JAKARTA: Indonesian President Joko Widodo’s instruction to ban public officials from staging iftar gatherings during the Muslim holy month of Ramadan has divided opinion on the ground and sparked confusion among civil servants.
In a circular distributed to ministries and government institutions across the country, the president, popularly known as Jokowi, said “the staging of iftar gatherings during the holy month of Ramadan must be called off.”
The circular, signed by Cabinet Secretary Pramono Anung and dated Tuesday (Mar 21), explained that: “(Indonesia) is currently in a transition period from a (COVID-19) pandemic to endemic. Therefore, caution is still required.”
Mr Anung also said on the presidential office’s YouTube channel on Thursday evening that “the ban is only directed at coordinating ministers, ministers and chiefs of government institutions.”
“It does not apply to ordinary citizens. Ordinary citizens can still stage iftar gatherings,” he said.
However, the Tuesday circular had also said that all senior government officials are expected to forward this instruction to all employees at their respective ministries and institutions. This has sparked confusion on whether the ban applies to all civil servants.
Politicians and academics also criticised the ban’s pretext of preventing the spread of COVID-19 since it was issued three months after the government lifted all pandemic-related restrictions.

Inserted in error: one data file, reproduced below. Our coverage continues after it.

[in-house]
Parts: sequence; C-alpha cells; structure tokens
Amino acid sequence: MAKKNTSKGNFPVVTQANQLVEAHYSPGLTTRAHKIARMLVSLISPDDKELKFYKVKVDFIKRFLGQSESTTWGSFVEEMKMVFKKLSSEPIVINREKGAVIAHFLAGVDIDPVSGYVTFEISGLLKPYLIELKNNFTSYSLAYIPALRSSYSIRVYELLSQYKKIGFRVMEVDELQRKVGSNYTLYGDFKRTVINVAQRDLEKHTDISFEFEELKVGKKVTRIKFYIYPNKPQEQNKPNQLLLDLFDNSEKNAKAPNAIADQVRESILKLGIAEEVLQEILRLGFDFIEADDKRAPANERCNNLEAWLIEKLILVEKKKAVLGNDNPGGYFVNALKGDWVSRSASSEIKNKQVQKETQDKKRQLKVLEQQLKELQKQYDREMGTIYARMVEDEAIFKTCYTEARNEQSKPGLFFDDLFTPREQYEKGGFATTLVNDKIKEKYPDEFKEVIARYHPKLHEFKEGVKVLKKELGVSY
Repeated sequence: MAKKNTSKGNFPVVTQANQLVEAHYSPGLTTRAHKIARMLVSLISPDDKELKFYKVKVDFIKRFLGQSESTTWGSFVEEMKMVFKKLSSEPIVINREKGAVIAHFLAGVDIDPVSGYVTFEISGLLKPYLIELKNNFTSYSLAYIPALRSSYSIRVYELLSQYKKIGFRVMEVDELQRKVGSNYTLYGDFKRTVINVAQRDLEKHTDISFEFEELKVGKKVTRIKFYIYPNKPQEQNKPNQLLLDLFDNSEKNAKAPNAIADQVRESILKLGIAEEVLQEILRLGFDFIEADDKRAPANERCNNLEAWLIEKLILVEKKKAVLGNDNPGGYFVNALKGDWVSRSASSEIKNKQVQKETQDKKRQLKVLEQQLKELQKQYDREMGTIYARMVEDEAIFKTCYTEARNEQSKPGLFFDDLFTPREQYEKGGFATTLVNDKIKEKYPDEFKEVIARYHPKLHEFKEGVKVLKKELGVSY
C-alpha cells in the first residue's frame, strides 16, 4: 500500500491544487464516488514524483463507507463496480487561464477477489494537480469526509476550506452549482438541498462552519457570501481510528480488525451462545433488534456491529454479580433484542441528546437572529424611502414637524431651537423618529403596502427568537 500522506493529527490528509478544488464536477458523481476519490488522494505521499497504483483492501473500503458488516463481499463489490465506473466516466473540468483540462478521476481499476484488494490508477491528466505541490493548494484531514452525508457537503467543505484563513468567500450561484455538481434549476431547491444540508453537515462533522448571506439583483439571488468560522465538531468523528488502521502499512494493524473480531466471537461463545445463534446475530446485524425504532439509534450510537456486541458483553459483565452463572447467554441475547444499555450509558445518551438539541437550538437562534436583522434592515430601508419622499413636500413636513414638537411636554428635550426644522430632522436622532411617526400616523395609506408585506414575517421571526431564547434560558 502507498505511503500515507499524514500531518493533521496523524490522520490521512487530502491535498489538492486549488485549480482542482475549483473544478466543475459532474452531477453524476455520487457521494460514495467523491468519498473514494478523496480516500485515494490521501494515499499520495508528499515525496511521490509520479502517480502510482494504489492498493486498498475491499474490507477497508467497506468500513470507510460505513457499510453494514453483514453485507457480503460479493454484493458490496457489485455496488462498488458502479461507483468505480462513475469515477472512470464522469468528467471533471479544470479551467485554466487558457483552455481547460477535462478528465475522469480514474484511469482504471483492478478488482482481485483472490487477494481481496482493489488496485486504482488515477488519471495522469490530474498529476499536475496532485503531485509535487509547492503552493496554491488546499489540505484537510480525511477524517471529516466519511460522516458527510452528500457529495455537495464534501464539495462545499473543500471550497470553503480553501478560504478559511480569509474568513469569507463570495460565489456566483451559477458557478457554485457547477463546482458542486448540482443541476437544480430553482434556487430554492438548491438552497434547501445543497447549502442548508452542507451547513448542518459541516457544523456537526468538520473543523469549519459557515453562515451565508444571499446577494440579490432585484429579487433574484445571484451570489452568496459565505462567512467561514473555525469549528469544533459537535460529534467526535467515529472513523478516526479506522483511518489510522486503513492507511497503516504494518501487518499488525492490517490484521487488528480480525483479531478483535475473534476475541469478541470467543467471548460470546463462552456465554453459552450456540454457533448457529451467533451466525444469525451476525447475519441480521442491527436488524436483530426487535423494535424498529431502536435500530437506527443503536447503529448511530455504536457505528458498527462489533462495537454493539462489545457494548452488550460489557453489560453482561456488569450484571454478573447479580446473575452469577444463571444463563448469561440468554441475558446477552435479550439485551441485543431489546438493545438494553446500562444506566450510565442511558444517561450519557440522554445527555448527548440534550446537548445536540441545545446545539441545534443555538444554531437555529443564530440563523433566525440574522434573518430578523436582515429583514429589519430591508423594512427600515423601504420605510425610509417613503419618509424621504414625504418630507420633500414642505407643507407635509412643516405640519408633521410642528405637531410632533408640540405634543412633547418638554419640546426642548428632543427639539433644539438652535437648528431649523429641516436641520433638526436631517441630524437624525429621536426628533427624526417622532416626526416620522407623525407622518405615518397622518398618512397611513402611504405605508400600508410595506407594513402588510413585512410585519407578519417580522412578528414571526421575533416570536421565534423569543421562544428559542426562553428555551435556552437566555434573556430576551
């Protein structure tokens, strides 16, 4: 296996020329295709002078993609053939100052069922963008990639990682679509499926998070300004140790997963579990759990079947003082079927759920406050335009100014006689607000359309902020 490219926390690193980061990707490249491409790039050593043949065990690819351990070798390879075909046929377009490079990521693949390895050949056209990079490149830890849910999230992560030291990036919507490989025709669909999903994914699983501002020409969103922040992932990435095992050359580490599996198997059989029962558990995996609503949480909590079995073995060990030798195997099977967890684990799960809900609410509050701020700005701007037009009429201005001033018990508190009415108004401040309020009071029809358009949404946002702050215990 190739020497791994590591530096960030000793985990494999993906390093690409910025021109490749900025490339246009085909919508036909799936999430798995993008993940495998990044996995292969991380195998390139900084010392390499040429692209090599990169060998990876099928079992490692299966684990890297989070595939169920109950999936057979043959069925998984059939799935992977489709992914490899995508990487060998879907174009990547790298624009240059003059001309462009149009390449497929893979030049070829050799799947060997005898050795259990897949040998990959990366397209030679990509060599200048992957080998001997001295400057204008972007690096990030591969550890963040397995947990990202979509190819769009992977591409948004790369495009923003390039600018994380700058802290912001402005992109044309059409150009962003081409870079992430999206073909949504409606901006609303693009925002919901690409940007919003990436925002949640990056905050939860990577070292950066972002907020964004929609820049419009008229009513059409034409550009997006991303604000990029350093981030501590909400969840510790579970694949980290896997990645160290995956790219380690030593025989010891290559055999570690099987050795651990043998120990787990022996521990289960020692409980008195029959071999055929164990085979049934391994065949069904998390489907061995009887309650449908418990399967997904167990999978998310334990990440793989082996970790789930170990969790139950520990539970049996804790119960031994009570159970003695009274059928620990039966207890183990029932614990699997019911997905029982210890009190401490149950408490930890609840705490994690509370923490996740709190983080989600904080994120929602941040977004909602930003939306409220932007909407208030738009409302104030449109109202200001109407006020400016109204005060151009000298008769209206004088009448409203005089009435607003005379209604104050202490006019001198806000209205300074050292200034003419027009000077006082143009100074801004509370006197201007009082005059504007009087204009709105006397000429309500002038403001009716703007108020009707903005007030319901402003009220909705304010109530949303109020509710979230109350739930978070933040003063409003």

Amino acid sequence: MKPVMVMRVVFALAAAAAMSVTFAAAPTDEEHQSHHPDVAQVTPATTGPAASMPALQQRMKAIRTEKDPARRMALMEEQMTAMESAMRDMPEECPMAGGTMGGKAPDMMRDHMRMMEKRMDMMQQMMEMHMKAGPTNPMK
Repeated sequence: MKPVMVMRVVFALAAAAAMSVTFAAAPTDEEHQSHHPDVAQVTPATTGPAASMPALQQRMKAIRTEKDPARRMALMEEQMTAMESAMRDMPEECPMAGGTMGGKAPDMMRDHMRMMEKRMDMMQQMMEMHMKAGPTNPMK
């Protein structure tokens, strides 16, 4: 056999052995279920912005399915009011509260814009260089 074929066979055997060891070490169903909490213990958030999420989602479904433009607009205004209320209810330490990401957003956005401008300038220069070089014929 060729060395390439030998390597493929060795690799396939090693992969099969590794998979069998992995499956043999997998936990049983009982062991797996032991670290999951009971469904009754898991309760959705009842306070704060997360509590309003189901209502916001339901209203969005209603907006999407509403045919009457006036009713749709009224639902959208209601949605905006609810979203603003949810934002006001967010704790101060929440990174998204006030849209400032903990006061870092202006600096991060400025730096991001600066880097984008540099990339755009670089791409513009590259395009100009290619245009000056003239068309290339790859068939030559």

Millions of people across the Muslim-majority nation are obliged to fast from dusk until sunset during the holy Islamic month. It is customary in Indonesia to occasionally break the fast, known as iftar, together with friends, relatives and acquaintances.
COVID-19 NOT THE ONLY CONSIDERATION
The ban came amid heightened public scrutiny towards government officials’ wealth and lifestyle, after several mid-ranking civil servants were recently suspended for having irregularly large amount of assets.
The suspensions led people to scrutinise social media accounts belonging to government officials and members of their families for indications of ostentatious consumption.
On Thursday, Mr Anung noted that COVID-19 was not the only consideration for the ban. “Right now, civil servants and public officials are under intense public scrutiny. Therefore, the president is asking public officials and civil servants to perform their iftar modestly,” he said.
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